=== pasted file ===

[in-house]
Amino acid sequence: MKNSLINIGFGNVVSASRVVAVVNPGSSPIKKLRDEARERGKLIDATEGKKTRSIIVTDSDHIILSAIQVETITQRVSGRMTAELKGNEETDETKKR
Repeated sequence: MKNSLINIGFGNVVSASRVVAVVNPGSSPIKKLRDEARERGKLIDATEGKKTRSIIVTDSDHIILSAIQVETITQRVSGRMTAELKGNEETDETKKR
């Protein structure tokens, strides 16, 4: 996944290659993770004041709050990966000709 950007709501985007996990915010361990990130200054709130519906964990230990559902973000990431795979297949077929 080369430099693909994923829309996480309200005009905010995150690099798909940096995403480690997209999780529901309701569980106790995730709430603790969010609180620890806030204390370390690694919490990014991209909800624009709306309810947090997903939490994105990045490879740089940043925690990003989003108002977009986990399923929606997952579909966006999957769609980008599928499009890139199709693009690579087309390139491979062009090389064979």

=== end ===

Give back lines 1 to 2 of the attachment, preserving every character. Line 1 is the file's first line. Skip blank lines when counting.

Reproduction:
[in-house]
Amino acid sequence: MKNSLINIGFGNVVSASRVVAVVNPGSSPIKKLRDEARERGKLIDATEGKKTRSIIVTDSDHIILSAIQVETITQRVSGRMTAELKGNEETDETKKR